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November 3, 2021

Tax Court respects non-taxable debt-financed distribution but holds that portion of financing was equity

The Tax Court (court) held (Tribune Media Co., et al. v. Commissioner, T.C. Memo. 2021-122, Dkt. Nos. 20940-16, 20941-16, Oct. 26, 2021) that the senior debt portion of the financing for Tribune Media's sale of the Chicago Cubs was bona fide and a nontaxable debt-financed distribution. The court also held that the subordinated debt (the sub debt) portion of the financing was equity for tax purposes, thus the distribution of its proceeds increased the amount of gain it was required to recognize on the distribution of cash.


Tribune Media Co. (Tribune) bought the Chicago Cubs baseball team in 1981. Tribune converted from a C corporation to an S corporation in 2007. In August 2009, Tribune agreed to form a partnership with the Ricketts family, operating through Ricketts Acquisition LLC (RAC), to own and operate the Chicago Cubs in a transaction that would result in a leveraged partnership with 95% owned by the Ricketts family, 5% owned by Tribune and a debt-financed distribution to Tribune. In October 2009, Tribune and RAC formed Chicago Baseball Holdings, LLC (CBH), with Tribune and RAC as partners. On CBH's formation, Tribune contributed the Chicago Cubs, worth about $735 million, to CBH, and RAC contributed $150 million in cash. On the closing date, CBH made a special distribution to Tribune of about $705 million, funded by CBH "debt."

The leveraged financing consisted of two tranches of debt — the senior debt and the sub debt. The senior debt was $425 million in bank loans. The parties stipulated that the senior debt was bona fide debt for US federal income tax purposes but disagreed on whether the senior debt was recourse or nonrecourse to Tribune.

The sub debt principal was approximately $249 million and had a stated term of 15 years. Thomas Ricketts's mother, Marlene Ricketts, funded the sub debt through MMR Financing, LLC. MMR Financing and RAC created the separate entity RAC Education Trust Finance, LLC (RAC Finance) to fund the sub debt and to hold the corresponding promissory note. Under a subordination agreement, the sub debt principal could not be repaid until the senior debt was paid in full (apparently including unilateral extensions by the creditors). The parties disagreed as to whether the sub debt was debt or equity for federal income tax purposes.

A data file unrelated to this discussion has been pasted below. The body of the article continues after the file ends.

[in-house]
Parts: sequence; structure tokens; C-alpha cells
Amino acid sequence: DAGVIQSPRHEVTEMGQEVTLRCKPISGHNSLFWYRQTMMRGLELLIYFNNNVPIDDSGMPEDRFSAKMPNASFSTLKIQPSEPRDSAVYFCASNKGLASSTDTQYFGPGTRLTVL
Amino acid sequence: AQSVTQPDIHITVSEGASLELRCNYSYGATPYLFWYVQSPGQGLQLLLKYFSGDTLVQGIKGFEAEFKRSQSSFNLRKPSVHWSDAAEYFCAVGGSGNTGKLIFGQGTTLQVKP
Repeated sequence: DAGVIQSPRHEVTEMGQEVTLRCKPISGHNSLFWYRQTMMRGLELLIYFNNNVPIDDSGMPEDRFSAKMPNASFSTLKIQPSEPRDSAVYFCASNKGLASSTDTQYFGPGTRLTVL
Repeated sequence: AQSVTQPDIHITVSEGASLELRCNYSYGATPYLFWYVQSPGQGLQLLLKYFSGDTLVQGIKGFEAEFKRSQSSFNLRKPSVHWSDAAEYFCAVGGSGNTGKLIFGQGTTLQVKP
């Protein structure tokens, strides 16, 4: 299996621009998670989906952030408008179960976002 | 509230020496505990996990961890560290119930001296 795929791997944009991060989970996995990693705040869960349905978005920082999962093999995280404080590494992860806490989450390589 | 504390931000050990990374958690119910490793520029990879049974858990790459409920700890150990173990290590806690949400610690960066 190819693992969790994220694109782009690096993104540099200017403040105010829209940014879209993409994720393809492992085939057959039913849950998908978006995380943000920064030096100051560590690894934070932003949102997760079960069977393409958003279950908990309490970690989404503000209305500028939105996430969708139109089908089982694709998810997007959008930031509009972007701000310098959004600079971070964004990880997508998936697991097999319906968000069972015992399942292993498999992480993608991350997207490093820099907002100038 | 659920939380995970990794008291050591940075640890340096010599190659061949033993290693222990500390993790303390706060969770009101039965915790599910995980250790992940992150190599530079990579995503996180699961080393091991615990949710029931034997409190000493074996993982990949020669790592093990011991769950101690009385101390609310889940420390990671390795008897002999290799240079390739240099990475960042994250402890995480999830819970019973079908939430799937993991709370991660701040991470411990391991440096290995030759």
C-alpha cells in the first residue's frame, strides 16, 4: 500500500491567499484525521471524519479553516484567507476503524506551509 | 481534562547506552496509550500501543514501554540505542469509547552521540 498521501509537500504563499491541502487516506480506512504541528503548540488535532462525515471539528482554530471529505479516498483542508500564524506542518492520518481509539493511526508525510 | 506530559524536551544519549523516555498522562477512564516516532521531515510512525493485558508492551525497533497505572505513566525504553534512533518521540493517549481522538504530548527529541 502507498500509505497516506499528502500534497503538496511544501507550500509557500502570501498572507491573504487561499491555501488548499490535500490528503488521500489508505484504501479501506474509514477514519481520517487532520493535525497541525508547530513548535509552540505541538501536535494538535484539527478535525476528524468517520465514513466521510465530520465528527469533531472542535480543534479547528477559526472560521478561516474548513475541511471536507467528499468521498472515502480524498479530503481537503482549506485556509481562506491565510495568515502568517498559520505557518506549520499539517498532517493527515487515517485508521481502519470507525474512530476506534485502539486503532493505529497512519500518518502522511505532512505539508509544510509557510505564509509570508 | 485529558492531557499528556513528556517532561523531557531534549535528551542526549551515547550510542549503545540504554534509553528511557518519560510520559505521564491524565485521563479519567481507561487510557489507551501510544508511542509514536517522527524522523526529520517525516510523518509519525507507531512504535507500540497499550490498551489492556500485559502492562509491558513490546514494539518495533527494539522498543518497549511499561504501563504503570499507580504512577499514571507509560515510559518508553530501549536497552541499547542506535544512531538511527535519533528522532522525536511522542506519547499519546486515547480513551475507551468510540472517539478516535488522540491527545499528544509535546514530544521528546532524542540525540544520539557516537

Tribune executed guaranties of collection on the senior debt and the sub debt. Specifically, the guaranties could only be enforced if (1) CBH failed to make a payment and the debt was accelerated; (2) the lenders exhausted all creditor remedies against CBH; and (3) the lenders had not collected all of the principal and interest guaranteed by Tribune. For the sub debt guarantee to be triggered, however, the senior debt had to be paid in full. Tribune did not report the guaranties in its financial statements because it considered the possibility of them being called "remote."

Tax reporting

On its 2009 tax return, Tribune reported the Chicago Cubs transaction as a disguised sale subject to the debt-financed distribution exception to disguised sale gain. CBH reported that its partners contributed $150 million of cash and over $730 million of property during the 2009 tax year. It also reported that it made about a $705 million cash distribution.

On RAC's Schedule K-1, CBH reported that RAC owned a 95% interest in profits and losses and a 93.72% interest in capital. RAC was allocated nonrecourse liabilities of over $116 million and no recourse liabilities. On Tribune's Schedule K-1, CBH reported a 5% profits and losses interest and a 6.27% capital interest. Tribune's allocation of nonrecourse liabilities was about $6 million and recourse liabilities were about $674 million. The Schedules K-1 show that, in 2009, RAC contributed about $165 million of capital and Tribune contributed about $716 million.

IRS assertions

In concluding that the debt-financed distribution exception did not apply, the IRS asserted that (1) the sub debt funded by the Ricketts was not bona fide debt, and (2) Tribune's guaranty of the senior debt should be disregarded because the likelihood that it would have to satisfy the guaranty was remote.


The court said the Chicago Cubs transaction occurred within 10 years of when Tribune converted from a C corporation to an S corporation in 2007, so it could be taxed on net built-in gain at the corporate level.

In its analysis, the court addressed whether (1) the sub debt is bona fide debt or equity for federal income tax purposes, and (2) the senior debt guaranty is sufficient to render the senior debt recourse as to Tribune.

Sub debt is equity

The court first addressed whether the approximately $249 million of sub debt that CBH borrowed from RAC Finance was bona fide debt. Tribune argued that the sub debt was bona fide debt and thus a partnership liability of CBH. The IRS argued that the sub debt was additional equity invested by the Ricketts family.

The court found that the sub debt was equity. "Because the sub debt is equity, it cannot be allocated to Tribune as recourse debt. The portion of the special distribution funded by the sub debt thus does not qualify under the debt-financed distribution exception of the disguised sale rules," the court said.

In making its determination whether the advance was debt or equity, the court said it considered the 13 factors outlined in Dixie Dairies Corp. v. Commissioner, 74 T.C. 476 (1980). The court said that many of the factors, including intent of the parties, right to enforce payment, risk, identity of the interest and use of the advance, weighed significantly toward equity. Specifically, the following facts favored a finding of equity: